Professor of Psychology
Senior Research Scientist, Helen F. Graham Cancer Center and Research Institute, Christiana Care Health System
Ph.D., The Pennsylvania State University
110 Wolf HallOffice Hours:Tues. & Thurs. 10-11
(302) 831-3645 Fax
LIFE: Laboratory of Interpersonal Functioning and Experience (004McKinly)
Intimacy Processes in Close Relationships; Couples Coping with Cancer; Intensive Longitudinal Methods
Being in close relationships is a primal human experience. Indeed, many of the goals and activities most central to human life involve the initiation, development, and maintenance of close relationships. My primary area of scholarly interest consists of using Intensive Longitudinal Methods (www.intensivelongitudinal.com) to examine social and behavioral processes within the context of everyday life. A secondary area of scholarly interest is in the application of modern quantitative methods for the assessment and analysis of change. The study of change processes cuts across several areas and is the basis of much empirical psychological inquiry. In sum, I believe that my major interests lie at the intersection of clinical, social/health, and quantitative psychology.
In the UD Laboratory for Interpersonal Functioning and Experience (aka LIFE), we have been focusing on how couples confronting significant life transition or adversity (e.g., breast cancer) cope with everyday stressors, support each other, maintain intimacy/connectedness, and how these processes may contribute to short-term and long-term adaptation. We also capitalize on modern statistical methods for studying change processes in both individual and dyads in ways that capture the inherent, multiple interdependencies in data of this kind. Our current major project, in collaboration with the Helen F. Graham Cancer and Research Institute, Christiana Care Health System, is an intensive longitudinal investigation into the temporal course, contextual influences, and consequences of fear of recurrence in the everyday lives of breast cancer patients and their spouses/partners during the first year post-diagnosis.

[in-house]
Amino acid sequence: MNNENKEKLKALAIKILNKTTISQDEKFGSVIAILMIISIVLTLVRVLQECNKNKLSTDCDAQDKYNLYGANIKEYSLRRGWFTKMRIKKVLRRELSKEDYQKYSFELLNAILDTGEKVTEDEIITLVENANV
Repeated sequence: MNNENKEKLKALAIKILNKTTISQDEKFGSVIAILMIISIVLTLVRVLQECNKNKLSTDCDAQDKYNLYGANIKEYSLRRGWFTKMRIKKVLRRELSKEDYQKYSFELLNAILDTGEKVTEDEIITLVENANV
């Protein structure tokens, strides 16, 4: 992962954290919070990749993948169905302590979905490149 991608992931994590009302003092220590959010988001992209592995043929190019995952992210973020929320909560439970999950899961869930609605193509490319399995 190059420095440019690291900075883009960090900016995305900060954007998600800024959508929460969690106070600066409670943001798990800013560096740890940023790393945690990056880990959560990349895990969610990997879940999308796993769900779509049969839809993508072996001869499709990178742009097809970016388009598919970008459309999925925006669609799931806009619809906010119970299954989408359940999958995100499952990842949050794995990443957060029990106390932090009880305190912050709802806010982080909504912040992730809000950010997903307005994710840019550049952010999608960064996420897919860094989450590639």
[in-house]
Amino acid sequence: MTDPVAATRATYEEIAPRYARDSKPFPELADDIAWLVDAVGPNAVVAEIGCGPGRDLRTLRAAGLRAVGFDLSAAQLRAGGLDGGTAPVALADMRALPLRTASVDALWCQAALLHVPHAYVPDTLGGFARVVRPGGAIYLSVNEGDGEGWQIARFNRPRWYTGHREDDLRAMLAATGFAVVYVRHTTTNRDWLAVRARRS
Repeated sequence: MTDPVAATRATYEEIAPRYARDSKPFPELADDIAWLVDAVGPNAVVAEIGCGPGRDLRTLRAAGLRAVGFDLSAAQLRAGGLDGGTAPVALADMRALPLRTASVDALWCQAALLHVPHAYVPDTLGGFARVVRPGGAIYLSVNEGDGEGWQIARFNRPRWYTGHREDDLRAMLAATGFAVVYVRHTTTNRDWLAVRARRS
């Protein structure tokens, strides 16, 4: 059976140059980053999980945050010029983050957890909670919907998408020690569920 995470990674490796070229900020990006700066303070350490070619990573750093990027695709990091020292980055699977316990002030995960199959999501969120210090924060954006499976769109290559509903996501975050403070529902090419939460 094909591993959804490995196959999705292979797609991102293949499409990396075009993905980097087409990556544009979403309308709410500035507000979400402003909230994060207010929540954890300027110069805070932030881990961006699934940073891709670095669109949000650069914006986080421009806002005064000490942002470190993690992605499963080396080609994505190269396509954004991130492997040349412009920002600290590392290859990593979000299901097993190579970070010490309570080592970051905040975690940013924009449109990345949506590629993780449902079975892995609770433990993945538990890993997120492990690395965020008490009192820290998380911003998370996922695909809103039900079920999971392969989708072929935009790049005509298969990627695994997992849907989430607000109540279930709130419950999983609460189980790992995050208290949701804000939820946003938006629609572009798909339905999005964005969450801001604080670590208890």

Dr. Jean-Philippe Laurenceau is Professor of Psychology at the University of Delaware and Senior Research Scientist at the Helen F. Graham Cancer Center and Research Institute. He completed a B.A. cum laude in Psychology from Cornell University and received his masters and doctorate degrees from The Pennsylvania State University. His research interests focus on understanding the processes by which partners in marital and romantic relationships develop and maintain intimacy within the context of everyday life. His methodological interests include intensive longitudinal methods for studying close relationship processes and applications of modern methods for the analysis of change in individuals and dyads. He is an appointed member of the Social, Personality, and Interpersonal Processes grant review panel of the National Institutes of Health. Dr. Laurenceau has been principal investigator or co-investigator on research projects funded by the National Institute of Mental Health, National Institute of Child Health and Human Development, and the National Cancer Institute. He is currently consulting editor for Journal of Personality and Social Psychology and Journal of Consulting and Clinical Psychology.
National Institute of Mental Health
National Cancer Insititute
National Institute of Child Health and Human Development
Laurenceau, J-P. , Feldman Barrett, L., & Rovine, M. J. (2005). The interpersonal process model of intimacy in marriage: A daily–diary and multilevel modeling approach. Journal of Family Psychology 19, 314-323.
Laurenceau, J-P. , & Bolger, N. (2005). Using diary methods to study marital and family processes. Special Issue on Methodology in Family Science: Journal of Family Psychology, 19, 86-97.
Laurenceau, J-P. , Rivera, L. M., Schaffer, A., & Pietromonaco, P. R. (2004). Intimacy as an interpersonal process: Current status and future directions (p. 61-78). In D. Mashek & A. Aron (Eds.), Handbook of closeness and intimacy. Mahwah, NJ: Lawrence Erlbaum.
Laurenceau, J-P. , Stanley, S. M., Olmos-Gallo, A., Baucom, B., & Markman, H. J. (2004). Community-based prevention of marital dysfunction: Multilevel modeling of a randomized effectiveness study. Journal of Consulting and Clinical Psychology, 72, 933-943.
Laurenceau, J-P. , Feldman Barrett, L. A., & Pietromonaco, P. R. (1998). Intimacy as an interpersonal process: The importance of self-disclosure and perceived partner responsiveness in interpersonal exchanges. Journal of Personality and Social Psychology, 74, 1238-1251.